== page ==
UPDATE — Thursday 1PM ET:
I’m receiving emails and blog posts detailing a messy semi-feud between Some People I Know and Some Other People I Know. I appreciate the clarifications (such as they are) but won’t be going into details here. As I said in this morning’s original post, I only had one side of the story.
Now I have more than a few “other sides.” I find this sort of infighting tedious, not to mention counterproductive.
My bottom line is that whatever the facts of this particular case, British nationalist groups seem to be genetically programmed from birth to turn weird. It is fine to say, “We’re monitoring our members,” but maybe if you have to “monitor your members” there is something amiss with the group itself?
I’m still watching my inbox.
However, I do NOT wish to get involved in some interpersonal/factional side-taking.
Atlas Shrugs reports on a shake up at the EDL. Obviously, I have no inside information about the group’s internal goings-on. We are getting one side of the story.
However, until I hear anything else, this “one side” is enough for me to suspend my support.
I caution folks to remember that our opponents call everyone they hate “Nazis” and “fascists.”
(And bear in mind that anti-Semitism resides primarily on the Left today.)
This is the perfect example of what’s wrong with “the enemy of my enemy is my friend;” we can’t support the anti-jihad EDL if they are also anti-Semitic.
I was an early supporter of the EDL. I liked who they were and what they were doing. When the EDL first came on the scene, I noted their strong support of Israel: Israeli flags at their rallies, and forthright expressions of solidarity with the Jewish State in its resistance to the same relentless jihad that is advancing in Britain. Almost immediately there came the inevitable charge from the jihad-loving Left that the group was “neo-Nazi,” “neofascist,” “white supremacist,” and more. So I started investigating. I found that they rejected the British National Party’s racial orientation, and that they had members who were Sikhs, Pakistanis, gays and other minorities, and even, eventually, a Jewish division. The idea of pro-Israel neo-Nazis is a myth of the Left, and so the presence of the Jewish division was decisive. I was troubled by the photos of EDL members giving the Nazi salute, but discovered that the EDL was aware of neo-Nazi attempts at infiltration, and had a policy of expelling anyone who expressed any kind of antisemitic or neofascist sentiments. They even refused to allow people to be members of both the EDL and the BNP. So it seemed to me at the time that the EDL was a genuine anti-jihad group, strongly pro-Israel as every legitimate anti-jihad group must be, since Israel is at the front lines of the global jihad, and resolutely rejecting racism and any form of actual neofascism.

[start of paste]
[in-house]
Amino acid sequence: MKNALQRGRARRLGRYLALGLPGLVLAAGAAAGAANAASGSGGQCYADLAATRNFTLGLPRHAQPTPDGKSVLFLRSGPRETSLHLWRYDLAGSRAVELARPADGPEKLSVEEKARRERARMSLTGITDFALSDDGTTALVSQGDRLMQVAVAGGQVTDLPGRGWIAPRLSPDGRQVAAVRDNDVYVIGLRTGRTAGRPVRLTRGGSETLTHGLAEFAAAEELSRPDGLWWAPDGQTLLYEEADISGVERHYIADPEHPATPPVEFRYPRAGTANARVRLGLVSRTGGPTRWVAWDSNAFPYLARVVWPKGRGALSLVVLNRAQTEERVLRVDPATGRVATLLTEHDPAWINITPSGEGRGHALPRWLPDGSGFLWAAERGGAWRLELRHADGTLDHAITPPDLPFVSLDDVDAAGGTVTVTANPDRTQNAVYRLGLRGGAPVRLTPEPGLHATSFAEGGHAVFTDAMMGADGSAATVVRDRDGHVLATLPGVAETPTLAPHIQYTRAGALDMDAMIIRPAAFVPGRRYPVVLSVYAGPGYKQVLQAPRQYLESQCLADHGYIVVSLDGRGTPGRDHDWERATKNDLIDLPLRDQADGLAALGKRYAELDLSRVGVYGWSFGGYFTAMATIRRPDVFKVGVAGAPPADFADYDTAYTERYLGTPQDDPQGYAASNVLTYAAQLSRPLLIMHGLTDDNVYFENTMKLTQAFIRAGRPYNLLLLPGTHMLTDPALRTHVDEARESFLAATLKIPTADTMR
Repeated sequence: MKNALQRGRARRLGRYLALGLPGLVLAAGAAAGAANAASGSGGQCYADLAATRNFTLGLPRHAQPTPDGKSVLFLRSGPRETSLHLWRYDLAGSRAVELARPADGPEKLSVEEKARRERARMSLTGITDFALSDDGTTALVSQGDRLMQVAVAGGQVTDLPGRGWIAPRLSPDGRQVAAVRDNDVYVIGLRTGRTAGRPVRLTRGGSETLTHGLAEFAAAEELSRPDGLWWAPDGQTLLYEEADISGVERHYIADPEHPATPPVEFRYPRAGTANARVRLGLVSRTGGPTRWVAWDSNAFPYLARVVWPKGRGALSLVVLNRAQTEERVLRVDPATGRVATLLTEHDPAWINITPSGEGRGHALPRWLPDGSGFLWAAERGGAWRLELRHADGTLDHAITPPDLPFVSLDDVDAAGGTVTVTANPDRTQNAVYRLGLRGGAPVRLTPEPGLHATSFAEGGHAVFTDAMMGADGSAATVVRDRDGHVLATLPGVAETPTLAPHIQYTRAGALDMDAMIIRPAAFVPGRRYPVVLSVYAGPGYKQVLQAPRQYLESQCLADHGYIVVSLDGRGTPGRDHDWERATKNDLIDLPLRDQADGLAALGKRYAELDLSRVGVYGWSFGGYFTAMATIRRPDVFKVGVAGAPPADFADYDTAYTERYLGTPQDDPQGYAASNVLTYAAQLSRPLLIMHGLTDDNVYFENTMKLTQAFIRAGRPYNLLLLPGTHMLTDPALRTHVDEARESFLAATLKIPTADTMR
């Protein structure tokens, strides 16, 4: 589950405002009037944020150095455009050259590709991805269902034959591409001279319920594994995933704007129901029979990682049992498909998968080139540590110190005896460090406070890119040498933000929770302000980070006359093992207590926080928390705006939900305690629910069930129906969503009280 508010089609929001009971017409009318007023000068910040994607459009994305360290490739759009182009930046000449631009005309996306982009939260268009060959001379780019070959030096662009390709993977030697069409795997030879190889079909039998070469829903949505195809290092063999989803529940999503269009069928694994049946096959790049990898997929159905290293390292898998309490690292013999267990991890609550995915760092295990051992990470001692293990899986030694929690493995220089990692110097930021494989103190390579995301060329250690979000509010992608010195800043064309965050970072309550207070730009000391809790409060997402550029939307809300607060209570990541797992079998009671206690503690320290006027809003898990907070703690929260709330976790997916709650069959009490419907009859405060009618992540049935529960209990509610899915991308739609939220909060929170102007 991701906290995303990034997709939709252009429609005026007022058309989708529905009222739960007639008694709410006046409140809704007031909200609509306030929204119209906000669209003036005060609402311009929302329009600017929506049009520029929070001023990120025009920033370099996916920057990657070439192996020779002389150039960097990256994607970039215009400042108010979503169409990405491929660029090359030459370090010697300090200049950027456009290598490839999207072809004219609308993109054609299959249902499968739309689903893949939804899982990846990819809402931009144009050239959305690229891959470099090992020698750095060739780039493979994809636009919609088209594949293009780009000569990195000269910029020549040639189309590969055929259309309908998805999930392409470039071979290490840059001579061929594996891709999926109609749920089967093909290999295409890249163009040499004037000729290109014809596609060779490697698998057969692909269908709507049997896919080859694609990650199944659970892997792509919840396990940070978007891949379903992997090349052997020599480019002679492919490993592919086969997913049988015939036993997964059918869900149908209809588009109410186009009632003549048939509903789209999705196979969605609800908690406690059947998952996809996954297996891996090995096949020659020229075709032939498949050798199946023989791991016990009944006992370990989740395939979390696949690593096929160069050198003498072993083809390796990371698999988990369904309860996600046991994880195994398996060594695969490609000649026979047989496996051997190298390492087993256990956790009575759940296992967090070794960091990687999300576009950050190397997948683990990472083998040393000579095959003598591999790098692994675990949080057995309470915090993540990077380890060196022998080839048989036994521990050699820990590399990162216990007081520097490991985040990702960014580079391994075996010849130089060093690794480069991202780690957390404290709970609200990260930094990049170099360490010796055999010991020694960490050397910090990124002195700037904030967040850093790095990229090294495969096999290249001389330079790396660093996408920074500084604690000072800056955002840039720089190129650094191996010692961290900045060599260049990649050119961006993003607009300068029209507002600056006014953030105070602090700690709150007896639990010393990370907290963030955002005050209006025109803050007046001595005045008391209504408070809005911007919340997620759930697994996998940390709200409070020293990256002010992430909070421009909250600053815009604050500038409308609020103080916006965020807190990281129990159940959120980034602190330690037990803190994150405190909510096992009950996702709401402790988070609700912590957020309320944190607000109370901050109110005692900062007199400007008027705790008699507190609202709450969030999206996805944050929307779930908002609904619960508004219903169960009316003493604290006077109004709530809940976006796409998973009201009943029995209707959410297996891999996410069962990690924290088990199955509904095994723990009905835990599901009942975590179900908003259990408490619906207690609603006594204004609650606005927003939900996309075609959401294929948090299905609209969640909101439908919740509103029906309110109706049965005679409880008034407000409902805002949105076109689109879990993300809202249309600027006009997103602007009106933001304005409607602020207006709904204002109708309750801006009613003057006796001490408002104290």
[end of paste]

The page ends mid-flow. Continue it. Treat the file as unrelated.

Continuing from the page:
However, it has become increasingly clear that the EDL has morphed and diverged from its original course. They now have clearly been infiltrated by the worst kind of influences, something that had successfully staved off for years, and they’re no longer staving it off. Roberta Moore, the leader of the Jewish Division, has broken with the EDL…